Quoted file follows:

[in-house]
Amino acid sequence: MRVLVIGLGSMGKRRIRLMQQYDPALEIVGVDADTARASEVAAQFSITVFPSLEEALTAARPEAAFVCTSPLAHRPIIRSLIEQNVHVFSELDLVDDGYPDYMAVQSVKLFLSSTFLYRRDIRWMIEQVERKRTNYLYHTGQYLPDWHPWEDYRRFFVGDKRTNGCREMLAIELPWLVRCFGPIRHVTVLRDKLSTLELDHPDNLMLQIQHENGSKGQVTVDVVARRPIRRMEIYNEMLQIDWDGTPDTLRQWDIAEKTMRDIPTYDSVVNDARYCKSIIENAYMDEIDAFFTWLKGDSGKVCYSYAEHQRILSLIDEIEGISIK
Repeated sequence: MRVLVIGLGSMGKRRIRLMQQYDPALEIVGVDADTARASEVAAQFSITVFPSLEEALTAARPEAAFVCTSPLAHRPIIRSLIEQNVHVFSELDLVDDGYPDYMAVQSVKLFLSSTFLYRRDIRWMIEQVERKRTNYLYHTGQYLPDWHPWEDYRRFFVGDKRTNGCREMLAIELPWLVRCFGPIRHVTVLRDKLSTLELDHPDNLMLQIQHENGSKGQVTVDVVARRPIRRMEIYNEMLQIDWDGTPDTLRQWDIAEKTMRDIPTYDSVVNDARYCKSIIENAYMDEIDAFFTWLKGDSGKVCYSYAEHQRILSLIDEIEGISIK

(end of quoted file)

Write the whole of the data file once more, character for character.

[in-house]
Amino acid sequence: MRVLVIGLGSMGKRRIRLMQQYDPALEIVGVDADTARASEVAAQFSITVFPSLEEALTAARPEAAFVCTSPLAHRPIIRSLIEQNVHVFSELDLVDDGYPDYMAVQSVKLFLSSTFLYRRDIRWMIEQVERKRTNYLYHTGQYLPDWHPWEDYRRFFVGDKRTNGCREMLAIELPWLVRCFGPIRHVTVLRDKLSTLELDHPDNLMLQIQHENGSKGQVTVDVVARRPIRRMEIYNEMLQIDWDGTPDTLRQWDIAEKTMRDIPTYDSVVNDARYCKSIIENAYMDEIDAFFTWLKGDSGKVCYSYAEHQRILSLIDEIEGISIK
Repeated sequence: MRVLVIGLGSMGKRRIRLMQQYDPALEIVGVDADTARASEVAAQFSITVFPSLEEALTAARPEAAFVCTSPLAHRPIIRSLIEQNVHVFSELDLVDDGYPDYMAVQSVKLFLSSTFLYRRDIRWMIEQVERKRTNYLYHTGQYLPDWHPWEDYRRFFVGDKRTNGCREMLAIELPWLVRCFGPIRHVTVLRDKLSTLELDHPDNLMLQIQHENGSKGQVTVDVVARRPIRRMEIYNEMLQIDWDGTPDTLRQWDIAEKTMRDIPTYDSVVNDARYCKSIIENAYMDEIDAFFTWLKGDSGKVCYSYAEHQRILSLIDEIEGISIK